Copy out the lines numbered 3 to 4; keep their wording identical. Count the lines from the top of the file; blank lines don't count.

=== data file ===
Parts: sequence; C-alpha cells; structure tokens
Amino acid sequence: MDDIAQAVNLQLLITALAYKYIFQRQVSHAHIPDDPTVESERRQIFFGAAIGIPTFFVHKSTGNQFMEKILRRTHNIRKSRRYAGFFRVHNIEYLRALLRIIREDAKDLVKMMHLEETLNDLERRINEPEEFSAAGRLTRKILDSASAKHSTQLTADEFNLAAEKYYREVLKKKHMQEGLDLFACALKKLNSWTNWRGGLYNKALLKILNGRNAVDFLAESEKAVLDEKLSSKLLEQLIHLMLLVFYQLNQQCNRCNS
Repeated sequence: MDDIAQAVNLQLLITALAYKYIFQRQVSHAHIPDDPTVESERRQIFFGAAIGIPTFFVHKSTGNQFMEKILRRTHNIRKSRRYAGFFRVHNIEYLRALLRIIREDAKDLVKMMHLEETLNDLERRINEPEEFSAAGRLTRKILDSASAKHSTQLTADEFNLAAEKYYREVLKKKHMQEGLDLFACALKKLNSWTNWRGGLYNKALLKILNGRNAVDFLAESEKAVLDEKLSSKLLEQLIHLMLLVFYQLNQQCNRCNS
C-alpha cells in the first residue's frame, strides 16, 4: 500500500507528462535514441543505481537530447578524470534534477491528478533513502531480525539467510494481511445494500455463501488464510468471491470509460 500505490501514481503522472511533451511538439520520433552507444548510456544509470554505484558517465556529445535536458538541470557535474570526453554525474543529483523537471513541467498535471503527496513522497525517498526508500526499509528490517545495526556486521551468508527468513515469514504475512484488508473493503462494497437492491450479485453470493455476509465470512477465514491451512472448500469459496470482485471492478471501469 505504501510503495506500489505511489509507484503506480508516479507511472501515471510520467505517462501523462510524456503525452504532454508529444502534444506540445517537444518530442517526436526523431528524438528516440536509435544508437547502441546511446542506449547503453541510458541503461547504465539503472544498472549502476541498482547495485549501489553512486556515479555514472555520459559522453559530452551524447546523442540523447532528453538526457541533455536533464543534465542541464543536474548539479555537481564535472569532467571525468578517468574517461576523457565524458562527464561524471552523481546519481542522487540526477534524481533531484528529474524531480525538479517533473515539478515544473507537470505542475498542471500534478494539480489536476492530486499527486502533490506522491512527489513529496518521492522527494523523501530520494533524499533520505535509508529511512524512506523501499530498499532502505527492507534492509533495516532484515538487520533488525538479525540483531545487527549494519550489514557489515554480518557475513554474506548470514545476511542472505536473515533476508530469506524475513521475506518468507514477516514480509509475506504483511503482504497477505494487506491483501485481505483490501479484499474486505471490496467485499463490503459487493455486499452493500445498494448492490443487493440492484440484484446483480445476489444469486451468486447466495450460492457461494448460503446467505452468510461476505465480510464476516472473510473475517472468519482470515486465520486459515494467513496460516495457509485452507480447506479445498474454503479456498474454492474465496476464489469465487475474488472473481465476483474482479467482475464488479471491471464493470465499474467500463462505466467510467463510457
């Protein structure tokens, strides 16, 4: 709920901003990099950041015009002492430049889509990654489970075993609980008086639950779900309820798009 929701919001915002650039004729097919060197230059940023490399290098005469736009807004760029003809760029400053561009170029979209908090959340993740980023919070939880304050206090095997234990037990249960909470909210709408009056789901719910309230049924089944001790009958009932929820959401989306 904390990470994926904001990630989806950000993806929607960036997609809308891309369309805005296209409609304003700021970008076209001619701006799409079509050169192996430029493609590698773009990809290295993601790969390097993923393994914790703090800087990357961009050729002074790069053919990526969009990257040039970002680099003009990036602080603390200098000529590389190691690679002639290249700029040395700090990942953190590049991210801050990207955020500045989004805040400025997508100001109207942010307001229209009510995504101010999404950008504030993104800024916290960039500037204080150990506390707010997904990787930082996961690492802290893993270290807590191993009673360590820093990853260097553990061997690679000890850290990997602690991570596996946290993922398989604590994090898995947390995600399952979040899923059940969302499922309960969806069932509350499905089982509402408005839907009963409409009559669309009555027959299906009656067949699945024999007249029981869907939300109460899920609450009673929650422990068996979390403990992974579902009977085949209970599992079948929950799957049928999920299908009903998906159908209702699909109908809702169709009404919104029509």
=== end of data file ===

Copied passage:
Repeated sequence: MDDIAQAVNLQLLITALAYKYIFQRQVSHAHIPDDPTVESERRQIFFGAAIGIPTFFVHKSTGNQFMEKILRRTHNIRKSRRYAGFFRVHNIEYLRALLRIIREDAKDLVKMMHLEETLNDLERRINEPEEFSAAGRLTRKILDSASAKHSTQLTADEFNLAAEKYYREVLKKKHMQEGLDLFACALKKLNSWTNWRGGLYNKALLKILNGRNAVDFLAESEKAVLDEKLSSKLLEQLIHLMLLVFYQLNQQCNRCNS
C-alpha cells in the first residue's frame, strides 16, 4: 500500500507528462535514441543505481537530447578524470534534477491528478533513502531480525539467510494481511445494500455463501488464510468471491470509460 500505490501514481503522472511533451511538439520520433552507444548510456544509470554505484558517465556529445535536458538541470557535474570526453554525474543529483523537471513541467498535471503527496513522497525517498526508500526499509528490517545495526556486521551468508527468513515469514504475512484488508473493503462494497437492491450479485453470493455476509465470512477465514491451512472448500469459496470482485471492478471501469 505504501510503495506500489505511489509507484503506480508516479507511472501515471510520467505517462501523462510524456503525452504532454508529444502534444506540445517537444518530442517526436526523431528524438528516440536509435544508437547502441546511446542506449547503453541510458541503461547504465539503472544498472549502476541498482547495485549501489553512486556515479555514472555520459559522453559530452551524447546523442540523447532528453538526457541533455536533464543534465542541464543536474548539479555537481564535472569532467571525468578517468574517461576523457565524458562527464561524471552523481546519481542522487540526477534524481533531484528529474524531480525538479517533473515539478515544473507537470505542475498542471500534478494539480489536476492530486499527486502533490506522491512527489513529496518521492522527494523523501530520494533524499533520505535509508529511512524512506523501499530498499532502505527492507534492509533495516532484515538487520533488525538479525540483531545487527549494519550489514557489515554480518557475513554474506548470514545476511542472505536473515533476508530469506524475513521475506518468507514477516514480509509475506504483511503482504497477505494487506491483501485481505483490501479484499474486505471490496467485499463490503459487493455486499452493500445498494448492490443487493440492484440484484446483480445476489444469486451468486447466495450460492457461494448460503446467505452468510461476505465480510464476516472473510473475517472468519482470515486465520486459515494467513496460516495457509485452507480447506479445498474454503479456498474454492474465496476464489469465487475474488472473481465476483474482479467482475464488479471491471464493470465499474467500463462505466467510467463510457